• Mobile tips: There are a lot of mobile commands and shortcodes – like buying parking using your mobile credit – that you can use with Du and Etisalat. Use our handy guide.


  • Health insurance: You must have private health insurance as an expat under the Isahd scheme and your employer should provide it by law. You need to get your maid insurance too.
  • Hospitals: Check your insurance carefully to see what clinics and hospitals it covers – you cannot go to just any hospital you want as you may do in your own country. Sezen, Turkish, in the UAE two years
  • Private system: Do seek second opinions and question results; this is a private, profit-making healthcare system. Once I went in to a clinic for a problem with my nose and they insisted on running a raft of tests – including urine! Samantha, South African, in UAE eight years
  • Compare health insurance plans


  • Emergency phone numbers: Know what number to call – there are separate numbers for the police, ambulance and fire brigade. Crime rates are very low – there are isolated cases of burglaries from homes or cars. Each emirate has a separate police force, all independent from each other. [Related: Emergency phone numbers]
  • Voltages and appliances: The UAE is 220/240 volts and uses British three-pin plug sockets. When you buy appliances here, check that they have three-pin plugs – they now should by law but they may have been fused on which can look ugly. It may be worth you shipping your own appliances here rather than buying again – there is not a huge range available and it can be expensive to replace everything.
  • Food: Shop around for your groceries as supermarket produce and prices vary wildly from store to store and by taste. Osman, British, in the UAE 15 months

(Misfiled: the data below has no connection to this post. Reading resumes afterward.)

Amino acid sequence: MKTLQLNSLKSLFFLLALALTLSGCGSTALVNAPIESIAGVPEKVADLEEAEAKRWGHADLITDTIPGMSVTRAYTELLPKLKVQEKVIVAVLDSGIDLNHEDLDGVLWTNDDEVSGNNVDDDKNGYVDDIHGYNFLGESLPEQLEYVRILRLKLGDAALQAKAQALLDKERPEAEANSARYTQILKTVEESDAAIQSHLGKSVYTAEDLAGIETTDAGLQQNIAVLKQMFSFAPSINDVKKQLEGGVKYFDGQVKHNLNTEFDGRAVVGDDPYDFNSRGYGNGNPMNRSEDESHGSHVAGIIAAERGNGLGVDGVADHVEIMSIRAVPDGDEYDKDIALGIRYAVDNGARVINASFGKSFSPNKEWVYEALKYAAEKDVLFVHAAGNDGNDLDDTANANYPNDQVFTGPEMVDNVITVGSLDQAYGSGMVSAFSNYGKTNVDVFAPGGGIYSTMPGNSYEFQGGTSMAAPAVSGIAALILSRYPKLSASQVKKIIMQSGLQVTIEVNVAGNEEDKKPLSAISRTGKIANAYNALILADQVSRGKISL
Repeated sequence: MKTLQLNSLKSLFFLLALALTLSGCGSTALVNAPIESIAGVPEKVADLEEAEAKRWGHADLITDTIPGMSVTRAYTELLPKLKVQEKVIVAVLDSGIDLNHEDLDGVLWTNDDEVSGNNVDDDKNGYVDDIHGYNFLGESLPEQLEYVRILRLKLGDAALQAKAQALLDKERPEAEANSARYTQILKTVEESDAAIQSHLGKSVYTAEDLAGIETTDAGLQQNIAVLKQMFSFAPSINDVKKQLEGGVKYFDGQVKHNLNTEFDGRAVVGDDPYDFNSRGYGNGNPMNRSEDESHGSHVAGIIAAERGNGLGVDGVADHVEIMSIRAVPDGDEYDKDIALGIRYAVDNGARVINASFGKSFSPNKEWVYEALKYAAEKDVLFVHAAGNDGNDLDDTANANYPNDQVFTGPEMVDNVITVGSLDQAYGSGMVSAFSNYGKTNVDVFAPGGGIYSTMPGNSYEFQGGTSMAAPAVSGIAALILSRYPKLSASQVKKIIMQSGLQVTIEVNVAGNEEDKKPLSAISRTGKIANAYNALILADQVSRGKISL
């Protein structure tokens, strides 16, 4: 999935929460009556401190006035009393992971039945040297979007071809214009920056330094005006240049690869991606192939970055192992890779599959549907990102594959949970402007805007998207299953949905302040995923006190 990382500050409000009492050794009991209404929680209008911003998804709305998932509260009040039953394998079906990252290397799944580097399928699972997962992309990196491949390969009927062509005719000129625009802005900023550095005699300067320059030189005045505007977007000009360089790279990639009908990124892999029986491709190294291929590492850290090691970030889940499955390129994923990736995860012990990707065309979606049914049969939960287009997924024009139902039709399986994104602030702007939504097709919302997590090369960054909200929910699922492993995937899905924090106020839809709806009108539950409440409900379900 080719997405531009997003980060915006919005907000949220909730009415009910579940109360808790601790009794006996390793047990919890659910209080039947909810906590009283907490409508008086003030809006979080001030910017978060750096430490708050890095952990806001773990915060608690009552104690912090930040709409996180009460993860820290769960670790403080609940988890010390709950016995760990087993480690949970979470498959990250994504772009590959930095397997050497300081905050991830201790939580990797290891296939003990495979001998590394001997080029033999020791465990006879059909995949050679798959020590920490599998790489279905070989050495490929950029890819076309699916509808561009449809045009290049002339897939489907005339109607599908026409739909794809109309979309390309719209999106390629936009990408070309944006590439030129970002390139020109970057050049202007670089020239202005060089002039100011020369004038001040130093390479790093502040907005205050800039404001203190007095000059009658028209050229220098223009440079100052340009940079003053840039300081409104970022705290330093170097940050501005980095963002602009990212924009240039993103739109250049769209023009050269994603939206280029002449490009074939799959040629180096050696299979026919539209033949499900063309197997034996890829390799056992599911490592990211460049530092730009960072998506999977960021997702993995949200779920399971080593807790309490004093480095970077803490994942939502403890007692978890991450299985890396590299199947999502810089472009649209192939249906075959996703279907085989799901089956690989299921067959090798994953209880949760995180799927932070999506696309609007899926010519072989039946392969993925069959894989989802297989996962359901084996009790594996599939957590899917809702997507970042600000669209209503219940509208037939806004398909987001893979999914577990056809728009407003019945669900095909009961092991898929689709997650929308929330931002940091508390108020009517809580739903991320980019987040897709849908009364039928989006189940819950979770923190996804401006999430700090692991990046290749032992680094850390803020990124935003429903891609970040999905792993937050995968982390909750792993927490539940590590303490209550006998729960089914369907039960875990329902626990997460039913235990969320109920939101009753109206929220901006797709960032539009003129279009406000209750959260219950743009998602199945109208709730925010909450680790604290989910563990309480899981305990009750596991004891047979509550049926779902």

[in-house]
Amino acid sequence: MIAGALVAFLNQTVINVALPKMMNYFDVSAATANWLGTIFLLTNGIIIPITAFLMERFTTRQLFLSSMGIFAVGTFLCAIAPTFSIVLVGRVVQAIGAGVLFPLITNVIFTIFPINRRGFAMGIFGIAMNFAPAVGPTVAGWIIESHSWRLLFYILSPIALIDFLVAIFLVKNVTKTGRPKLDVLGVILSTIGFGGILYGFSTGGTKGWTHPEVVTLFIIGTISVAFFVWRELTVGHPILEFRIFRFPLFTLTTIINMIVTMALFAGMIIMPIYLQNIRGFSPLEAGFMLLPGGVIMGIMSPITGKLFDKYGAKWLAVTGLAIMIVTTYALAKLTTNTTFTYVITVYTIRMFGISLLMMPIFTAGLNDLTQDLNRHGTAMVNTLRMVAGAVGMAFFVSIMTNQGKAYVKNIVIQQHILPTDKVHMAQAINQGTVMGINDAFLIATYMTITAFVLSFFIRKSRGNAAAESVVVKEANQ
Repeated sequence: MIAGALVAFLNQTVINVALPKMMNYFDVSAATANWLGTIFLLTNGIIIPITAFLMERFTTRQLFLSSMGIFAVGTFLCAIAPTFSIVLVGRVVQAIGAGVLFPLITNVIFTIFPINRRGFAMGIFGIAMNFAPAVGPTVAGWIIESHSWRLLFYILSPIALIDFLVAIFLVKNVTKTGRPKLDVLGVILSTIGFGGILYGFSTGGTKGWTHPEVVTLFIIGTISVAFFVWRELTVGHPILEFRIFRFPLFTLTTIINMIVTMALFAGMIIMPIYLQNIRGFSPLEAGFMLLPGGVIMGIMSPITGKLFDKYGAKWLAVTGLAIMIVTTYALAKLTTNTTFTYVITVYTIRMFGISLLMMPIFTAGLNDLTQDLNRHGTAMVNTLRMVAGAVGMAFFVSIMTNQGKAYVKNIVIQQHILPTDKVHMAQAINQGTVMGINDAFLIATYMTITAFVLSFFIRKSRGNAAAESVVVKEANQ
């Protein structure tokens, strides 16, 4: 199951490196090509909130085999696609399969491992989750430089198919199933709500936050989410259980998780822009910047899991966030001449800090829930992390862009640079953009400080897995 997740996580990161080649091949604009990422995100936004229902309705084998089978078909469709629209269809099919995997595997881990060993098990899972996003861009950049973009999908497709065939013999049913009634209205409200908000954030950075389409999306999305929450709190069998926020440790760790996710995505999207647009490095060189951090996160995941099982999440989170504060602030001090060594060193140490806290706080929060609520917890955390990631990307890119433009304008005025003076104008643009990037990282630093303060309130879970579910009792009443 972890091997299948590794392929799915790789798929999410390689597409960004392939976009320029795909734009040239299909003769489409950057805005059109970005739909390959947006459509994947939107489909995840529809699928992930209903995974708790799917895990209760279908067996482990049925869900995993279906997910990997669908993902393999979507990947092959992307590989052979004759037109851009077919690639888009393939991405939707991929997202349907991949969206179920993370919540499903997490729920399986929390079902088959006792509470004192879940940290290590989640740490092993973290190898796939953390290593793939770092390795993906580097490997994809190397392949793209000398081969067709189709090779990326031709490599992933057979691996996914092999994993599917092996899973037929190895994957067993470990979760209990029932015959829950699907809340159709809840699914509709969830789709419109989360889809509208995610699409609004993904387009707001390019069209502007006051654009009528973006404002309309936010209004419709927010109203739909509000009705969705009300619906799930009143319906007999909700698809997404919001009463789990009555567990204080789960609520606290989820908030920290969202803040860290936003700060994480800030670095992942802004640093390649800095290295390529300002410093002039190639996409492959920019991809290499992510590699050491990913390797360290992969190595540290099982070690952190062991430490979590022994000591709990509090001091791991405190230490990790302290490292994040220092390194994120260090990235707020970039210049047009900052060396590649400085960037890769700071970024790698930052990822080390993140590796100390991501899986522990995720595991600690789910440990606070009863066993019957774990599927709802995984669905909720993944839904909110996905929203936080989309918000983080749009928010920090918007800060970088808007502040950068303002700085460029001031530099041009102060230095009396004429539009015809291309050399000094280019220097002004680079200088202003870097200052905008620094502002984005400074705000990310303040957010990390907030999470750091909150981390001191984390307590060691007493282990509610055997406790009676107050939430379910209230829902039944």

• Alcohol license: You will need to apply for an annual alcohol license to consume or buy alcohol in the UAE. You can apply at liquor stores such as MMI or African & Eastern, which are normally located in discreet corners of malls. You will need to be a resident, over 21, non-Muslim, earn more than AED 3,000 per month and will need to provide letters from your landlord and employer. It can take several weeks to come through.
  • Pets: There are established vets, kennels, catteries and pet stores in the UAE but it can be quite hard work to own a dog as there are not many places to walk them – beaches and parks are normally no-go areas; even the Dubai Marina Walk recently banned dogs. [Pet hotels and pet sitting]
  • Learning the language: Arabic is a difficult language to learn but in 30 – 60 hours of lessons you will at least have the basics and be able to read the alphabet – which opens up a new world in which you can read both sides of shop and road signs!
  • Shopping overseas: Don’t forget you qualify to get your VAT back in a lot of countries when shopping as a tourist. For instance if you’re British, as a proven British expat with UAE residency in your passport, you can still get VAT back. [Shop ’til you drop on holiday; it’s a better deal]
  • Public holidays: Tend to be based on the lunar calendar so are not announced until just before the event. The number of days off varies for those working in the public and private sectors. Two days are fixed – UAE National Day on 2 December and New Year’s Day on 1 January. [2014 UAE public holidays]
  • Ramadan: If you arrive during Ramadan, it’s a quieter and much more peaceful time. Be aware you cannot eat, drink or smoke – or even chew gum – during fasting daylight hours, regardless of your religion. Even if you come from a Muslim country, the rules can be different so do your research. Sezen, Turkish, in the UAE two years
  • Make it home: Don’t assume anything works like it does in your home country but try to think of this as home. If you don’t, you’ll never settle. Keren Bobker ( writer), British, in the UAE 10 years
  • It is what it is: Don’t compare it to home. Dubai is Dubai – enjoy it for what it is, because you’ll be leaving one day and you’ll take all the memories and stories with you – Maysa, Lebanese, in the UAE eight years

It can take a good few weeks to get set up, after moving to Dubai or the UAE, with your visa, bank account, accommodation, transport and schools – but there is a magic moment it gets easier, at just over three months!

It’s probably put best by Jennifer, who has been in the UAE eight years but also spent nine years as a child here. “Remember there are lots of good and bad things about the UAE – just like anywhere else in the world. Make sure you make friends with great people because they will become your UAE family. Enjoy the lifestyle you would probably never have in your home country but respect the laws here and don’t be an idiot! Lastly – a smile, a tip goes a long way to making the day of the many workers here who make our lives easier every day.”

[More from New to UAE section]